So, right about now, Leka I Zogu is hearing the words "Son of Zog, kneel before Jar L".
posted by gurple at 10:19 AM on December 2, 2011 [4 favorites]

When he was less than 48 hours old, Mussolini's troops invaded Albania

With quick work like that it's no wonder he made the trains run on time*.

*I know.
posted by howfar at 10:20 AM on December 2, 2011 [1 favorite]

I read "the Zogus" (plural form) as "the Zogus" (like Magus) and thought that if I were a king named Zog that's how I'd want to be referred to as well.
posted by thecjm at 10:25 AM on December 2, 2011 [2 favorites]

From the year of Leka Zogu's birth:
"When I got down near Charing Cross the boys were yelling a later edition of the evening papers. There was some more drivel about the murder. LEGS. FAMOUS SURGEON'S STATEMENT. The another poster caught my eye: KING ZOG'S WEDDING POSTPONED. King Zog! What a name!"
—George Orwell, Coming up for Air, 1939
posted by Jehan at 10:26 AM on December 2, 2011 [2 favorites]

I'm calling dibs on "Current Pretenders to Various Thrones" as an album title.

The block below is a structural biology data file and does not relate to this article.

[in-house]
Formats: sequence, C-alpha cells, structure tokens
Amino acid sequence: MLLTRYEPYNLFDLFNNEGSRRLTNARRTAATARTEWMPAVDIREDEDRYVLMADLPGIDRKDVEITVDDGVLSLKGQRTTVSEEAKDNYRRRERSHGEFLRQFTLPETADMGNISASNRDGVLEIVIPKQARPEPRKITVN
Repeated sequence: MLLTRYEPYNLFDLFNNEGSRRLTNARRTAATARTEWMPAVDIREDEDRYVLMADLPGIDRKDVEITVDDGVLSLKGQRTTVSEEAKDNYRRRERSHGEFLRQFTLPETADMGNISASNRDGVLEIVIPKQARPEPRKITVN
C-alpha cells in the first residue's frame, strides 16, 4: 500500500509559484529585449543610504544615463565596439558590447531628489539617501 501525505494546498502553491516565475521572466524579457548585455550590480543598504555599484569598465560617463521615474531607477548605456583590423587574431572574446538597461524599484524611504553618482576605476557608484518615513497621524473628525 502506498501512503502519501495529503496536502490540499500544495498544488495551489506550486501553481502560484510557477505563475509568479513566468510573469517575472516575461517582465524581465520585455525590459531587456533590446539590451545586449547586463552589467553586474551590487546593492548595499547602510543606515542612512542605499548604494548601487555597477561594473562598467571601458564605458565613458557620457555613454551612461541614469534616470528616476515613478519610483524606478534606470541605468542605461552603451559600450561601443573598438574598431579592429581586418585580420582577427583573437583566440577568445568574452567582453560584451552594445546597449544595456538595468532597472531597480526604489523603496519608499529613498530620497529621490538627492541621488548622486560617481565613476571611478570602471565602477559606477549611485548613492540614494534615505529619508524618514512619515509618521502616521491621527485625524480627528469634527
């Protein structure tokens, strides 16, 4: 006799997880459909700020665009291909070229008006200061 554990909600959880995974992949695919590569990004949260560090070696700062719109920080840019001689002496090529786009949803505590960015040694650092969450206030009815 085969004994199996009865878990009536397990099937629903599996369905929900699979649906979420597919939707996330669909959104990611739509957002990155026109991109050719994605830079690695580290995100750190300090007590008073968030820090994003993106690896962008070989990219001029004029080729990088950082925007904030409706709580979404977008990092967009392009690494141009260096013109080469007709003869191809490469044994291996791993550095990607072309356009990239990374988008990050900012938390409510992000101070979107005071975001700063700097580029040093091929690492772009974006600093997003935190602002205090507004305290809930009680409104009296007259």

posted by thecjm at 10:28 AM on December 2, 2011

I can't stop myself imagining Sean Connery slurring "whose the king now, Zog?"

I suppose that makes me a bad person.
posted by GenjiandProust at 10:28 AM on December 2, 2011 [2 favorites]

Apparently the declaring a space that of your country for the purposes of being born on the soil of the country you claim is a thing people who are pretenders to thrones do. Behold Duarte Pio, Duke of Braganza!
posted by winna at 10:36 AM on December 2, 2011 [1 favorite]

Not in any way a Nabokov scholar, and I know geography if not timing were different but...Pale Fire influence? Anyone more qualified can comment?
posted by digitalprimate at 11:03 AM on December 2, 2011

Leka II, his son, reportedly continues claim to the throne
Ah, what the hell, me too.
posted by Flunkie at 11:04 AM on December 2, 2011 [7 favorites]

This is a fantastic post. Many years ago I read every Elmore Leonard novel back to back. He had a number of anecdotes in them about crazy Albanian criminals in and around Detroit. They were a surreal set, like ninety-five percent of the book was realistic noir and the part about the Albanians was slapstick or farce. That is what I thought about when I read the part about the bazooka.
posted by bukvich at 11:07 AM on December 2, 2011 [1 favorite]

Zog is dead.

posted by Halloween Jack at 11:28 AM on December 2, 2011 [1 favorite]


The first and last surrealist ruler.
posted by scruss at 11:31 AM on December 2, 2011

I desperately want to make a joke about Elixir Is Zog but I am unable to muster sufficient talent.

Therefore, I am simply saying that the need for such a joke occurred to me, and I should be appropriately credited.